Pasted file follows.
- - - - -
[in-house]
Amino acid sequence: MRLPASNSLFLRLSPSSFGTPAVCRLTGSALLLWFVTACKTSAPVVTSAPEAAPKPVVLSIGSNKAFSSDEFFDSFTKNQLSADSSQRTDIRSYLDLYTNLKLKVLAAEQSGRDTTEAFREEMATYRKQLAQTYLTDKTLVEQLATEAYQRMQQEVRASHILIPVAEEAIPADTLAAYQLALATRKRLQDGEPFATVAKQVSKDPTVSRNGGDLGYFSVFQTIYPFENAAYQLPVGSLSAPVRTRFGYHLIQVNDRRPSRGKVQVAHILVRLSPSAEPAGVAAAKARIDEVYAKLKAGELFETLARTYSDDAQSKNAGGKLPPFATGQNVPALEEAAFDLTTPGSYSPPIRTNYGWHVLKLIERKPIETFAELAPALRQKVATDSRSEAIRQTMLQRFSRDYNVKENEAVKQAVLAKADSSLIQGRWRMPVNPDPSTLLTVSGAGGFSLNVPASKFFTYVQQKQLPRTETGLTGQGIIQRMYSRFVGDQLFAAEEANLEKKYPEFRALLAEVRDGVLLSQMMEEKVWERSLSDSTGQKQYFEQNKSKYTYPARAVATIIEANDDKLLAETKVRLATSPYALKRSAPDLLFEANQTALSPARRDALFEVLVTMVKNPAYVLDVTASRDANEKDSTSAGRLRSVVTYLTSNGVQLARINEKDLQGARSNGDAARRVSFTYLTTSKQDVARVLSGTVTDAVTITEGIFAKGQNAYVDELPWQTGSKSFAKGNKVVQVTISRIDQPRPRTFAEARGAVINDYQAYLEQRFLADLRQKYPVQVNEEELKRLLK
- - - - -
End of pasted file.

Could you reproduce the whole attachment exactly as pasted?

[in-house]
Amino acid sequence: MRLPASNSLFLRLSPSSFGTPAVCRLTGSALLLWFVTACKTSAPVVTSAPEAAPKPVVLSIGSNKAFSSDEFFDSFTKNQLSADSSQRTDIRSYLDLYTNLKLKVLAAEQSGRDTTEAFREEMATYRKQLAQTYLTDKTLVEQLATEAYQRMQQEVRASHILIPVAEEAIPADTLAAYQLALATRKRLQDGEPFATVAKQVSKDPTVSRNGGDLGYFSVFQTIYPFENAAYQLPVGSLSAPVRTRFGYHLIQVNDRRPSRGKVQVAHILVRLSPSAEPAGVAAAKARIDEVYAKLKAGELFETLARTYSDDAQSKNAGGKLPPFATGQNVPALEEAAFDLTTPGSYSPPIRTNYGWHVLKLIERKPIETFAELAPALRQKVATDSRSEAIRQTMLQRFSRDYNVKENEAVKQAVLAKADSSLIQGRWRMPVNPDPSTLLTVSGAGGFSLNVPASKFFTYVQQKQLPRTETGLTGQGIIQRMYSRFVGDQLFAAEEANLEKKYPEFRALLAEVRDGVLLSQMMEEKVWERSLSDSTGQKQYFEQNKSKYTYPARAVATIIEANDDKLLAETKVRLATSPYALKRSAPDLLFEANQTALSPARRDALFEVLVTMVKNPAYVLDVTASRDANEKDSTSAGRLRSVVTYLTSNGVQLARINEKDLQGARSNGDAARRVSFTYLTTSKQDVARVLSGTVTDAVTITEGIFAKGQNAYVDELPWQTGSKSFAKGNKVVQVTISRIDQPRPRTFAEARGAVINDYQAYLEQRFLADLRQKYPVQVNEEELKRLLK